Immigrant labor and work-family decisions of native-born women

As immigration lowers childcare and housework costs, native-born women alter their work and fertility decisions

Delia Furtado Furtado, D (University of Connecticut, USA, and IZA, Germany)
10.15185/izawol.139139

Elevator pitch

Many countries are reviewing immigration policy, focusing on wage and employment effects for workers whose jobs may be threatened by immigration. Less attention is given to effects on prices of goods and services. The effect on childcare prices is particularly relevant to policies for dealing with the gender pay gap and below-replacement fertility rates, both thought to be affected by the difficulty of combining work and family. New research suggests immigration lowers the cost of household services and high-skilled women respond by working more or having more children.

Result of a 1 percentage-point increase in
                        the share of low-skilled immigrants in a city

Key findings

Pros

  • Immigrant inflows are associated with reductions in the cost of childcare and other household services.

  • Highly educated native-born women respond by increasing their labor supply, potentially allowing them to work longer hours.

  • Low-skilled immigrants may bring fiscal benefits as their household services are taxed (unlike the home production they replace) and since married high-skilled women are usually subject to high marginal tax rates.

  • Some women have additional children in response to increased immigrant inflows, benefiting countries with declining fertility rates.

Cons

  • Household services workers receive lower wages as a result of immigrant inflows.

  • Although immigration is not associated with a decline in mothers’ time devoted to children’s educational and recreational activities, less time is spent on basic childcare tasks.

  • Social services for any spouses, children, and parents who come with immigrants who provide household services can be expensive.

  • In response to improved childcare options, women’s career success may decline when they have more children and devote less time to their careers.

Author's main message

In many countries with large immigrant inflows, childcare and household services become more available and costs fall. That can free high-skilled women to increase their labor supply and may induce them to have more children. Women can thus devote more time to their careers, potentially reducing gender pay gaps. This impact may be weakened, however, if having more children leads women to spend less time on their careers. Policymakers concerned about low fertility rates and gender earnings gaps may consider subsidizing childcare. To defray some of the cost, visas could be targeted to childcare workers.

Motivation

Recent decades have seen unprecedented increases in international migration flows worldwide. Not surprising, given the large and growing numbers of immigrants in many countries, there is considerable debate about the labor market effects of immigration, specifically about the effects of low-skilled immigrants. Using US data, some studies find negligible negative impacts of immigration on average native wages while others find larger but still small negative impacts (see [2] for a review). More recent analyses find increases in the average wages of native-born workers, which reflect both large positive impacts on high-skilled native workers and small negative impacts on low-skilled workers. Earlier immigrants are the only group to experience substantial negative wage effects as a result of the arrival of new immigrants [2].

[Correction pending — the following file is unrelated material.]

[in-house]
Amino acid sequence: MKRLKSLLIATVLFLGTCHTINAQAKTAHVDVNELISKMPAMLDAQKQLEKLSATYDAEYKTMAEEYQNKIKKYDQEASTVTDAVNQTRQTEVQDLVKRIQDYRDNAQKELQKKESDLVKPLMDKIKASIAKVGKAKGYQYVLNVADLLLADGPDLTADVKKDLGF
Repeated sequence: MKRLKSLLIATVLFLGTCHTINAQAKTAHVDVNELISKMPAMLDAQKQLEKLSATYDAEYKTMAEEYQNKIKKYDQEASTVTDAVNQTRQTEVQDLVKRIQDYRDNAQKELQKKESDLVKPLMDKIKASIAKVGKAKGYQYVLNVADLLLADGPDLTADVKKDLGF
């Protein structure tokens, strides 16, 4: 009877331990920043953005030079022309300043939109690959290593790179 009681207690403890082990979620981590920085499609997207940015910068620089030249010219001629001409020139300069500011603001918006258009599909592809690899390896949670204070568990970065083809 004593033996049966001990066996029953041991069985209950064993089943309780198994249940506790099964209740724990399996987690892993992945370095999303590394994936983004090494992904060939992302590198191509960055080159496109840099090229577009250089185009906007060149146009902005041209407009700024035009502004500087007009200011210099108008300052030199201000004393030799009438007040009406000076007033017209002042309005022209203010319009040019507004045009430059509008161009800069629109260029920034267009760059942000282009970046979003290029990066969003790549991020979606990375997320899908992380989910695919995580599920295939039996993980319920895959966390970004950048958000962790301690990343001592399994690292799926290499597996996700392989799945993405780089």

Although the average wage effects of immigration are small or even positive, immigrant inflows may result in large wage reductions in specific industries that employ mainly immigrants and where replacing labor with machines or moving production abroad is difficult. Two such industries are childcare and housekeeping. In addition to any wage effects, the increase in immigrant labor supplied to household industries may result in more conveniently provided services or potentially better quality care. For example, immigrant nannies may be able to watch children into the late evening and on weekends with little advance notice, while childcare centers typically close at a set time in the early evening and are only open on weekdays. Changes in household services markets may offer an avenue through which low-skilled immigrants benefit high-skilled native-born workers. Specifically, high-skilled native-born women may respond to low-skilled immigration by increasing their labor supply or fertility.

Discussion of pros and cons

Immigration’s impact on childcare and household services markets

The first step in examining whether immigrant inflows are likely to affect women’s wages and their labor-market decisions through their impact on household services markets is to test whether employment shares and wages in these occupations change with the share of immigrant labor. After all, if immigrants do not affect childcare and household services markets, then they surely cannot affect women’s work and family decisions through childcare channels.